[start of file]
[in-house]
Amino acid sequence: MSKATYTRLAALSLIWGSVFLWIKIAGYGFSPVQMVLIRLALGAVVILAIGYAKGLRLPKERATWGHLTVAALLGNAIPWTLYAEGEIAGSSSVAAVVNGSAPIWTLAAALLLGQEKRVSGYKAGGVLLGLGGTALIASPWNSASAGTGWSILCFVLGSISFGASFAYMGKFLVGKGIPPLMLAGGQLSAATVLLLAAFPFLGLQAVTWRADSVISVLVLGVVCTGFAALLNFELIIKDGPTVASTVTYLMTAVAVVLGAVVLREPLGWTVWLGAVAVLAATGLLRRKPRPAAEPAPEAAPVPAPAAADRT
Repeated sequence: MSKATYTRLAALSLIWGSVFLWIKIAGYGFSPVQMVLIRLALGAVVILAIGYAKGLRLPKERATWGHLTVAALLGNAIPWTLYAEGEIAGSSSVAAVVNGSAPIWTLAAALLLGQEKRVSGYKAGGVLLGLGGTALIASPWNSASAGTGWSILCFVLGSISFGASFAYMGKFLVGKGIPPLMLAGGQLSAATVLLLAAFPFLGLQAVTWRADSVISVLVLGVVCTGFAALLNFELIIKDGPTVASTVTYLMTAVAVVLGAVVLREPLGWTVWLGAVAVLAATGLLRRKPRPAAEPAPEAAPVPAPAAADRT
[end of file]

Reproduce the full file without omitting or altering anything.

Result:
[in-house]
Amino acid sequence: MSKATYTRLAALSLIWGSVFLWIKIAGYGFSPVQMVLIRLALGAVVILAIGYAKGLRLPKERATWGHLTVAALLGNAIPWTLYAEGEIAGSSSVAAVVNGSAPIWTLAAALLLGQEKRVSGYKAGGVLLGLGGTALIASPWNSASAGTGWSILCFVLGSISFGASFAYMGKFLVGKGIPPLMLAGGQLSAATVLLLAAFPFLGLQAVTWRADSVISVLVLGVVCTGFAALLNFELIIKDGPTVASTVTYLMTAVAVVLGAVVLREPLGWTVWLGAVAVLAATGLLRRKPRPAAEPAPEAAPVPAPAAADRT
Repeated sequence: MSKATYTRLAALSLIWGSVFLWIKIAGYGFSPVQMVLIRLALGAVVILAIGYAKGLRLPKERATWGHLTVAALLGNAIPWTLYAEGEIAGSSSVAAVVNGSAPIWTLAAALLLGQEKRVSGYKAGGVLLGLGGTALIASPWNSASAGTGWSILCFVLGSISFGASFAYMGKFLVGKGIPPLMLAGGQLSAATVLLLAAFPFLGLQAVTWRADSVISVLVLGVVCTGFAALLNFELIIKDGPTVASTVTYLMTAVAVVLGAVVLREPLGWTVWLGAVAVLAATGLLRRKPRPAAEPAPEAAPVPAPAAADRT